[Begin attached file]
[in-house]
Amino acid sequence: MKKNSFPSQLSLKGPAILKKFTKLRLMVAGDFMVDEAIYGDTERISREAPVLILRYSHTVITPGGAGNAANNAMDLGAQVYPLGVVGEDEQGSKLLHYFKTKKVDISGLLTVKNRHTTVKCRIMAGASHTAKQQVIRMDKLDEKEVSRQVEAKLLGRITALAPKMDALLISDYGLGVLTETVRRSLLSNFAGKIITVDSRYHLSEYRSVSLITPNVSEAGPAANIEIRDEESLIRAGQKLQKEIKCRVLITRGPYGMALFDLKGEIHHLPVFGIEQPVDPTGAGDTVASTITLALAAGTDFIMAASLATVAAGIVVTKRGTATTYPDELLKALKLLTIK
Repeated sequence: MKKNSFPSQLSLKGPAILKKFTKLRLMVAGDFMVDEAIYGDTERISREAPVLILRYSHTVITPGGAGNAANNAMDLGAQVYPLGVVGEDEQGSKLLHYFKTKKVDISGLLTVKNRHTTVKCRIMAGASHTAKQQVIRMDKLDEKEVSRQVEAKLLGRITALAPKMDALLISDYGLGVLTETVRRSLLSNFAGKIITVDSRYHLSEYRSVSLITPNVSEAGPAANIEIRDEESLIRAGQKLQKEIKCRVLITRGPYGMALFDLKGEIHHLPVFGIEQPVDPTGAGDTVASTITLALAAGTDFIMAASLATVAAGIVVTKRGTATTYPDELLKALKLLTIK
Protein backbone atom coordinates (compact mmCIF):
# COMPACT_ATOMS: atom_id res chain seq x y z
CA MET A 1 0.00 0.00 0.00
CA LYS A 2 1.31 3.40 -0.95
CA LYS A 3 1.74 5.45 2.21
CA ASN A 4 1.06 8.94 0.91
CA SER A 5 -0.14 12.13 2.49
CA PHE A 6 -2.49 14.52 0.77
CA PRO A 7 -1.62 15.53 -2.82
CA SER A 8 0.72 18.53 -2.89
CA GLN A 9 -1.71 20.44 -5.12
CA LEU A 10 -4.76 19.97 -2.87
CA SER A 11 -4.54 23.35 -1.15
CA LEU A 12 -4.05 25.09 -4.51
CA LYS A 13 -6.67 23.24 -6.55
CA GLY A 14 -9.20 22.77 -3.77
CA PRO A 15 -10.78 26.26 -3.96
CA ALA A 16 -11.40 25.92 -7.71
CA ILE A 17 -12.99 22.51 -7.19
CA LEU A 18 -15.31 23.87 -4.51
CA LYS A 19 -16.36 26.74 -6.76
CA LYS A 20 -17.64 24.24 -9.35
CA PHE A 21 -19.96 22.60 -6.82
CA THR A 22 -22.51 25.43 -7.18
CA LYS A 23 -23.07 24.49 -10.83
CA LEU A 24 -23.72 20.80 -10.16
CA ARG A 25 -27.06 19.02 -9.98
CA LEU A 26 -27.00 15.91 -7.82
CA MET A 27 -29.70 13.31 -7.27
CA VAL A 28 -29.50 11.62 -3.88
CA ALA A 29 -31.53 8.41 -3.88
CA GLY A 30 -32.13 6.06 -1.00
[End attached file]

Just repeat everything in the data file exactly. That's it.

[in-house]
Amino acid sequence: MKKNSFPSQLSLKGPAILKKFTKLRLMVAGDFMVDEAIYGDTERISREAPVLILRYSHTVITPGGAGNAANNAMDLGAQVYPLGVVGEDEQGSKLLHYFKTKKVDISGLLTVKNRHTTVKCRIMAGASHTAKQQVIRMDKLDEKEVSRQVEAKLLGRITALAPKMDALLISDYGLGVLTETVRRSLLSNFAGKIITVDSRYHLSEYRSVSLITPNVSEAGPAANIEIRDEESLIRAGQKLQKEIKCRVLITRGPYGMALFDLKGEIHHLPVFGIEQPVDPTGAGDTVASTITLALAAGTDFIMAASLATVAAGIVVTKRGTATTYPDELLKALKLLTIK
Repeated sequence: MKKNSFPSQLSLKGPAILKKFTKLRLMVAGDFMVDEAIYGDTERISREAPVLILRYSHTVITPGGAGNAANNAMDLGAQVYPLGVVGEDEQGSKLLHYFKTKKVDISGLLTVKNRHTTVKCRIMAGASHTAKQQVIRMDKLDEKEVSRQVEAKLLGRITALAPKMDALLISDYGLGVLTETVRRSLLSNFAGKIITVDSRYHLSEYRSVSLITPNVSEAGPAANIEIRDEESLIRAGQKLQKEIKCRVLITRGPYGMALFDLKGEIHHLPVFGIEQPVDPTGAGDTVASTITLALAAGTDFIMAASLATVAAGIVVTKRGTATTYPDELLKALKLLTIK
Protein backbone atom coordinates (compact mmCIF):
# COMPACT_ATOMS: atom_id res chain seq x y z
CA MET A 1 0.00 0.00 0.00
CA LYS A 2 1.31 3.40 -0.95
CA LYS A 3 1.74 5.45 2.21
CA ASN A 4 1.06 8.94 0.91
CA SER A 5 -0.14 12.13 2.49
CA PHE A 6 -2.49 14.52 0.77
CA PRO A 7 -1.62 15.53 -2.82
CA SER A 8 0.72 18.53 -2.89
CA GLN A 9 -1.71 20.44 -5.12
CA LEU A 10 -4.76 19.97 -2.87
CA SER A 11 -4.54 23.35 -1.15
CA LEU A 12 -4.05 25.09 -4.51
CA LYS A 13 -6.67 23.24 -6.55
CA GLY A 14 -9.20 22.77 -3.77
CA PRO A 15 -10.78 26.26 -3.96
CA ALA A 16 -11.40 25.92 -7.71
CA ILE A 17 -12.99 22.51 -7.19
CA LEU A 18 -15.31 23.87 -4.51
CA LYS A 19 -16.36 26.74 -6.76
CA LYS A 20 -17.64 24.24 -9.35
CA PHE A 21 -19.96 22.60 -6.82
CA THR A 22 -22.51 25.43 -7.18
CA LYS A 23 -23.07 24.49 -10.83
CA LEU A 24 -23.72 20.80 -10.16
CA ARG A 25 -27.06 19.02 -9.98
CA LEU A 26 -27.00 15.91 -7.82
CA MET A 27 -29.70 13.31 -7.27
CA VAL A 28 -29.50 11.62 -3.88
CA ALA A 29 -31.53 8.41 -3.88
CA GLY A 30 -32.13 6.06 -1.00